W.O.W.! Back on stage at the finale of said song, she runs the length of the platform and performs a hook slide which would have made Ty Cobb purple with envy were he still slicing shins today. The baseball fans in the audience go wild and begin screaming “Batter up! Batter up!”

Because of the players strike not one qualified jock takes the stage, so W.O.W.!, always willing to improvise, starts to scratch her crotch; obviously poking fun at all those big, burly guys who forget to dash on the Cruex in the locker room and then get itchy on the field in front of 40,000 fans and a national T.V. audience. Half of the sports fans hanging on the front of the stage pass out at this point. Baseball, they now know, lives. And so does Elvis.


Miss Williams plays hard ball. At this point, in a scathing social commentary (she’s shouting, “I love it-OH!”) the roadies (who have been scurrying around the bandstand all night like squirrels gathering nuts) haul out a poster-sized blow-up of the Hollywood Star. It says:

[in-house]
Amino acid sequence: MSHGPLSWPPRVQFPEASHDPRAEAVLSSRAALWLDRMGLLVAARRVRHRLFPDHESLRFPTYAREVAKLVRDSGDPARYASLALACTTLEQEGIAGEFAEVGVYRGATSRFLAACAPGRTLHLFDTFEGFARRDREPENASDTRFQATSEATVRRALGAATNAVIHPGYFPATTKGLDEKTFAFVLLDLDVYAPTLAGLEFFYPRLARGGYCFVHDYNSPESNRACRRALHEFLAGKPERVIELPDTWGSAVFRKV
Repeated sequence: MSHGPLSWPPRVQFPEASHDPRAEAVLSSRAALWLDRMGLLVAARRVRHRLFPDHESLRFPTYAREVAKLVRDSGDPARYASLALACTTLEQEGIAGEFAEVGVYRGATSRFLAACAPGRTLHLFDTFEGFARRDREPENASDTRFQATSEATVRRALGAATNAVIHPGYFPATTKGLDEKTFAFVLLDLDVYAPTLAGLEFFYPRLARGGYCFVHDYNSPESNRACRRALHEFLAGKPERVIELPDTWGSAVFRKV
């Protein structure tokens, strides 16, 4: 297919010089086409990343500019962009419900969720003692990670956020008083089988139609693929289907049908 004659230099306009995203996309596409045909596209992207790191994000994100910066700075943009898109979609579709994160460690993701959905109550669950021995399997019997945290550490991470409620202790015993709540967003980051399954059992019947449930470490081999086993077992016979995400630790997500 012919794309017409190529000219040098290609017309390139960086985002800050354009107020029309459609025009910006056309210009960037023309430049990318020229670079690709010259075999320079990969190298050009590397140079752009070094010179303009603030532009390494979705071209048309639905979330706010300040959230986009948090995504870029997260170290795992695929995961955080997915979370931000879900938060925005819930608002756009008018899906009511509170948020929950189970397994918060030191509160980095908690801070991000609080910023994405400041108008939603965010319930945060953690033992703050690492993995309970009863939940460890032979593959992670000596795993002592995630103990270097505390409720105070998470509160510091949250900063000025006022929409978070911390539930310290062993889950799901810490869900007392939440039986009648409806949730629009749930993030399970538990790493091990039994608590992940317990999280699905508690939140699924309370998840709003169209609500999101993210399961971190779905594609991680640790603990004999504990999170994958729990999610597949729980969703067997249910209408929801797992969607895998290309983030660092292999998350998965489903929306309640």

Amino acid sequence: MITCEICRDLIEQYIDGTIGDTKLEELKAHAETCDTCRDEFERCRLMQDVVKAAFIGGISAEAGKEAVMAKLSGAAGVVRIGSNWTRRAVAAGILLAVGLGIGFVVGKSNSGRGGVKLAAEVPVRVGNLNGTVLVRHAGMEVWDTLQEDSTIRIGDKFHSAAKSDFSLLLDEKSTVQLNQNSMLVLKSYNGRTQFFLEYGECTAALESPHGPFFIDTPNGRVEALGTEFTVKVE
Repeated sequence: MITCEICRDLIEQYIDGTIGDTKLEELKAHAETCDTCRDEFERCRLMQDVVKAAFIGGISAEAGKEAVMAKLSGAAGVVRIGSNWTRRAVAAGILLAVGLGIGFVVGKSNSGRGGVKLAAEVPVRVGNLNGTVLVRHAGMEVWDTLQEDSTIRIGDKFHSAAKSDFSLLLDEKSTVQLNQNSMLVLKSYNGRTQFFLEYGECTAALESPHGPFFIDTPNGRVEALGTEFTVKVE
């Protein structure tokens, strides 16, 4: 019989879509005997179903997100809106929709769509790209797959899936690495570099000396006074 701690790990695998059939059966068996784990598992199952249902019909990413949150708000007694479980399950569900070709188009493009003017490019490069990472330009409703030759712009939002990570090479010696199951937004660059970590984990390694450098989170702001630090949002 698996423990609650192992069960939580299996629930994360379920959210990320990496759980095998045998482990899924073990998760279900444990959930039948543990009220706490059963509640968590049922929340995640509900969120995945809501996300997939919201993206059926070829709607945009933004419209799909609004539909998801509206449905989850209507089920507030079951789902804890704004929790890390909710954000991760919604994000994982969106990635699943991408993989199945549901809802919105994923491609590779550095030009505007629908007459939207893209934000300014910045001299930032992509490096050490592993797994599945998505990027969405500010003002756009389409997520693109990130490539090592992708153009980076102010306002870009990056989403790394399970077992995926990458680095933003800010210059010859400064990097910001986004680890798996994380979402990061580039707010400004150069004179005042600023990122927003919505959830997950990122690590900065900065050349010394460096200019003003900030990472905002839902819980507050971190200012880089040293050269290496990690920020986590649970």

Nick Adams Was His Lover!


All of this has absolutely nuthin’ to do with nuthin’, which only goes to show that nobody ain’t got no nuthin’, except Wendy and her boys who have royally ripped off over a thou· sand people who paid to see and hear this overblown hysteria, and who are, even now, suffering degeneration of the spinal column as Miss Williams spits out the last words to the immortal classic, “Fast Food” (not to be confused with the Village People classic, “Big Mac”).

Certain that at least a tenth of my brain cells are being pulverized by the mega-decibels, I fortify myself with a straight sniff of Brewer’s yeast and a Perrier laced with vitamin C. The top of my head almost erupts as violent chemical reactions take place in my bloodstream. I would give anything right now for a mango and a little peace and quiet.


By now Miss Williams’ shirt is completely unbuttoned and although her bra is squeezed down below her breasts, being a woman of incredible modesty and good taste, she dutifully covers her nipples with some of that famous tape. Clothespins are then attached (bless her, never wanting to offend) so that the tape is sure not to slip off. This woman is obviously proud of her body-in a reserved sort of way. All the while this is going on (or coming off) Miss Williams sings “Sex Junkie.”